As An Atheist Can Your Life Have Purpose and Meaning?

I was wondering what other people thought about this.

I realize we weren't born with a purpose. No creator or "higher calling".

But as a non believer can your life have meaning and purpose without god?
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    Good question Steph......My life makes more sense now that I no longer believe in the myths that were indoctrinated  into me as a child.......As a person trained  in science, a pharmacist,  I learned  how important it was to  verify before believing....My religious beliefs  seemed  to be in conflict with that.....How could I be asked  to believe in a god no one has seen and knew very little of.? How could I believe the world is only   6 to 10,000 years old, when science has proven otherwise., and in just 6 days?  Once I realized  that I and others  were being asked  to believe in this nonsense, it made everything so much clearer for me.......Some traditions are hard to let go of and I still struggle  with some but as time goes on ,it gets  easier....All in all. I can definitely say my life has more meaning now and purpose, without believing in a super natural god....

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      I think the feeling that nihilism is bad is a reaction to theist dogma and apologetic's.

      Me personally, I'm not a fan of the idea of purpose, because it implies a mission bequeathed by some external thing. Nonetheless, I'm a biological researcher, and was motivated by a strong desire to contribute to our understanding of human disease. So I feel that this gives my life meaning. I've also been deeply involved with social justice causes for many years, and again, this is something that gives me meaning.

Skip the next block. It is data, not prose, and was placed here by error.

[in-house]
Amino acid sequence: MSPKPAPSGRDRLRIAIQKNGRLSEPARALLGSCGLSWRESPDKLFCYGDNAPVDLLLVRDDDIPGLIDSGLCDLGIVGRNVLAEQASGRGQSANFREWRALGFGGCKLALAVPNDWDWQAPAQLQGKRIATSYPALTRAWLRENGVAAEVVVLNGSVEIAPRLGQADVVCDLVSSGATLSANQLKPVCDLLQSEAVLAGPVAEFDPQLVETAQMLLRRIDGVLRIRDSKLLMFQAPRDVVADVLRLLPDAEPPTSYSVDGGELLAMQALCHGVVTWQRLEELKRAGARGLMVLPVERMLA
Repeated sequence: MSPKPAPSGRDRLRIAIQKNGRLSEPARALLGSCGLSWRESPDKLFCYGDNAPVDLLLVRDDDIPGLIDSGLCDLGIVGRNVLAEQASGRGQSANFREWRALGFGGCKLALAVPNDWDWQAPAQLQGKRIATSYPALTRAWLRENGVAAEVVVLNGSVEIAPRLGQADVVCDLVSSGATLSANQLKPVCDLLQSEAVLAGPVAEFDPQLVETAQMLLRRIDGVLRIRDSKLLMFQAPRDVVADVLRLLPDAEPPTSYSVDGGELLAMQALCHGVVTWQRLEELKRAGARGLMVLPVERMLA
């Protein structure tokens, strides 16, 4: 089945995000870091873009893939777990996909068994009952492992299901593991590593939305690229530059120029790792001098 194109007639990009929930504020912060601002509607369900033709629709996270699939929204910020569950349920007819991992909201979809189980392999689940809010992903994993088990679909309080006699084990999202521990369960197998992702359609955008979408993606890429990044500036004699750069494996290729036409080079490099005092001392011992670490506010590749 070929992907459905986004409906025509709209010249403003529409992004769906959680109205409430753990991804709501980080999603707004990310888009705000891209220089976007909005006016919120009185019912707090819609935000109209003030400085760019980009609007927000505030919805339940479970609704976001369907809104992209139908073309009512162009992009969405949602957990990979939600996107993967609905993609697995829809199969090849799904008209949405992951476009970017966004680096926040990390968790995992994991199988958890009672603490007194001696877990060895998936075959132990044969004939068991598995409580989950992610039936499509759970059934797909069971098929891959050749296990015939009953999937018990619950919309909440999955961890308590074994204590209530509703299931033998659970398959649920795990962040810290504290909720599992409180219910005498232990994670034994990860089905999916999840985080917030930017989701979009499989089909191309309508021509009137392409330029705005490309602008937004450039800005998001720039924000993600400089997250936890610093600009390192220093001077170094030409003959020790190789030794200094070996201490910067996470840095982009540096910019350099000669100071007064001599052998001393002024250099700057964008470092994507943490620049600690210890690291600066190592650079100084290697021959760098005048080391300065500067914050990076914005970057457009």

But purpose ... meh? Then again, I'm not a word nazi :)

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      Bertold Brautigan

      To my mind Oscar Wilde more or less nailed the answer to this question in his 1891 novel The Picture of Dorian Gray. In the words of Dorian's mentor, Lord Henry:

      The aim of life is self-development. To realize one's nature perfectly--that is what each of us is here for. People are afraid of themselves, nowadays. They have forgotten the highest of all duties, the duty that one owes to one's self.

      No deities or superstitious beliefs required.

      If more people were to attend to optimizing their own potential without regard for tribal or social dictates (or for the extent to which other people are or are not conforming to such dictates) there would be far less conflict.

      As a more contemporary writer put it in more incisive terms,

      . . . the extremes of nationalism (sacrifice of self for nation-state), communism (absorption of self in collective), and individualism (self only matters) are, frankly, all extremes that push natures too far from nature, though it takes strong doses of individualism to realize the importance of the individual. It is also clear that religion may function as any one of these extremes with the same consequences of intolerance and permanent conflict.

      --Tobias Churton, The Beast in Berlin